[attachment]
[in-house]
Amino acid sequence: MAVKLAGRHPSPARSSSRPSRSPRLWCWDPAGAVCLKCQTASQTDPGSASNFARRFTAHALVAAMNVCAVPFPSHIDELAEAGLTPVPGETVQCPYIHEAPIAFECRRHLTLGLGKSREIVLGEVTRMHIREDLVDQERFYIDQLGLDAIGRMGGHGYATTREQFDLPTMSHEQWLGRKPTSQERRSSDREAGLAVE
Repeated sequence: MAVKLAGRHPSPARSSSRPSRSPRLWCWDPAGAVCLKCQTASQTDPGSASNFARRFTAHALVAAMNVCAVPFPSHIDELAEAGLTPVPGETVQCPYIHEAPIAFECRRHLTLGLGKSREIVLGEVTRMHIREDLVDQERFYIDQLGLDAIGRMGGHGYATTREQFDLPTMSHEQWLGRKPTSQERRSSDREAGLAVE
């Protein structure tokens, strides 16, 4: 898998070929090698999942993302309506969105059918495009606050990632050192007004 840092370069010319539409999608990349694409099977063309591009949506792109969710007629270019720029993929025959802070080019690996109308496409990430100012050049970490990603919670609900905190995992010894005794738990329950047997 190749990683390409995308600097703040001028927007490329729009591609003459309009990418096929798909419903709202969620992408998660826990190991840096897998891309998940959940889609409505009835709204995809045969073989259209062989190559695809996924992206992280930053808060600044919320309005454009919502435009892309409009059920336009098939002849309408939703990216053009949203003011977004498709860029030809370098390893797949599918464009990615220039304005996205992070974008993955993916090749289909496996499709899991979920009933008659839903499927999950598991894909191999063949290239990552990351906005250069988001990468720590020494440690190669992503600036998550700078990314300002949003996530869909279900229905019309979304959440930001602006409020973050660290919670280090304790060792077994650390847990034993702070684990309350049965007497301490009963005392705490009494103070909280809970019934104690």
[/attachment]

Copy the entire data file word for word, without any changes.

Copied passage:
[in-house]
Amino acid sequence: MAVKLAGRHPSPARSSSRPSRSPRLWCWDPAGAVCLKCQTASQTDPGSASNFARRFTAHALVAAMNVCAVPFPSHIDELAEAGLTPVPGETVQCPYIHEAPIAFECRRHLTLGLGKSREIVLGEVTRMHIREDLVDQERFYIDQLGLDAIGRMGGHGYATTREQFDLPTMSHEQWLGRKPTSQERRSSDREAGLAVE
Repeated sequence: MAVKLAGRHPSPARSSSRPSRSPRLWCWDPAGAVCLKCQTASQTDPGSASNFARRFTAHALVAAMNVCAVPFPSHIDELAEAGLTPVPGETVQCPYIHEAPIAFECRRHLTLGLGKSREIVLGEVTRMHIREDLVDQERFYIDQLGLDAIGRMGGHGYATTREQFDLPTMSHEQWLGRKPTSQERRSSDREAGLAVE
């Protein structure tokens, strides 16, 4: 898998070929090698999942993302309506969105059918495009606050990632050192007004 840092370069010319539409999608990349694409099977063309591009949506792109969710007629270019720029993929025959802070080019690996109308496409990430100012050049970490990603919670609900905190995992010894005794738990329950047997 190749990683390409995308600097703040001028927007490329729009591609003459309009990418096929798909419903709202969620992408998660826990190991840096897998891309998940959940889609409505009835709204995809045969073989259209062989190559695809996924992206992280930053808060600044919320309005454009919502435009892309409009059920336009098939002849309408939703990216053009949203003011977004498709860029030809370098390893797949599918464009990615220039304005996205992070974008993955993916090749289909496996499709899991979920009933008659839903499927999950598991894909191999063949290239990552990351906005250069988001990468720590020494440690190669992503600036998550700078990314300002949003996530869909279900229905019309979304959440930001602006409020973050660290919670280090304790060792077994650390847990034993702070684990309350049965007497301490009963005392705490009494103070909280809970019934104690």